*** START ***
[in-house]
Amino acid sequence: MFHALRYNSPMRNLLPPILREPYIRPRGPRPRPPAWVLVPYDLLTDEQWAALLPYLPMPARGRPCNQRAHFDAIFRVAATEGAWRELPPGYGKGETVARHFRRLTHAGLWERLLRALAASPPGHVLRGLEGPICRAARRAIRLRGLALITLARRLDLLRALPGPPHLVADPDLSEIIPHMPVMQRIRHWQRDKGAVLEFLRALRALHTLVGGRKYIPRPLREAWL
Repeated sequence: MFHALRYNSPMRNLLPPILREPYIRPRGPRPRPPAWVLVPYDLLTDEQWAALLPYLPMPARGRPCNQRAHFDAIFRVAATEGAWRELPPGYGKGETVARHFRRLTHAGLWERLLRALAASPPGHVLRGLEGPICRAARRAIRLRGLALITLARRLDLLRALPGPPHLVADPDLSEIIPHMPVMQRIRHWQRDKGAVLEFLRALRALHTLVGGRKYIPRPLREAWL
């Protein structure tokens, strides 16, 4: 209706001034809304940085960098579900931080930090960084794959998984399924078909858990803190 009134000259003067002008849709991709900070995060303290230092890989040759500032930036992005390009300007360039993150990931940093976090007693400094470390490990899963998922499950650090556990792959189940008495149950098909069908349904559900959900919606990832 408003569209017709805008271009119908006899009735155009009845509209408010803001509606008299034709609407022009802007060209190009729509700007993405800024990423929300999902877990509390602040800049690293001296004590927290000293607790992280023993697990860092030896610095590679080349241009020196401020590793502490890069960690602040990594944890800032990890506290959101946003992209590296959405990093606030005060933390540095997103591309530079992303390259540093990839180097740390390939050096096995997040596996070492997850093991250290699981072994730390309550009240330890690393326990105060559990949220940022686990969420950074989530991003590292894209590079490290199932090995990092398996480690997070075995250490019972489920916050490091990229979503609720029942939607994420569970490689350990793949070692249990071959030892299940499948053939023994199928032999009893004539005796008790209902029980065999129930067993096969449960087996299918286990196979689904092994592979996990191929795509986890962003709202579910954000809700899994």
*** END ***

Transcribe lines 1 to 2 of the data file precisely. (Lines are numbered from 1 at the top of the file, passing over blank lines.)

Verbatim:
[in-house]
Amino acid sequence: MFHALRYNSPMRNLLPPILREPYIRPRGPRPRPPAWVLVPYDLLTDEQWAALLPYLPMPARGRPCNQRAHFDAIFRVAATEGAWRELPPGYGKGETVARHFRRLTHAGLWERLLRALAASPPGHVLRGLEGPICRAARRAIRLRGLALITLARRLDLLRALPGPPHLVADPDLSEIIPHMPVMQRIRHWQRDKGAVLEFLRALRALHTLVGGRKYIPRPLREAWL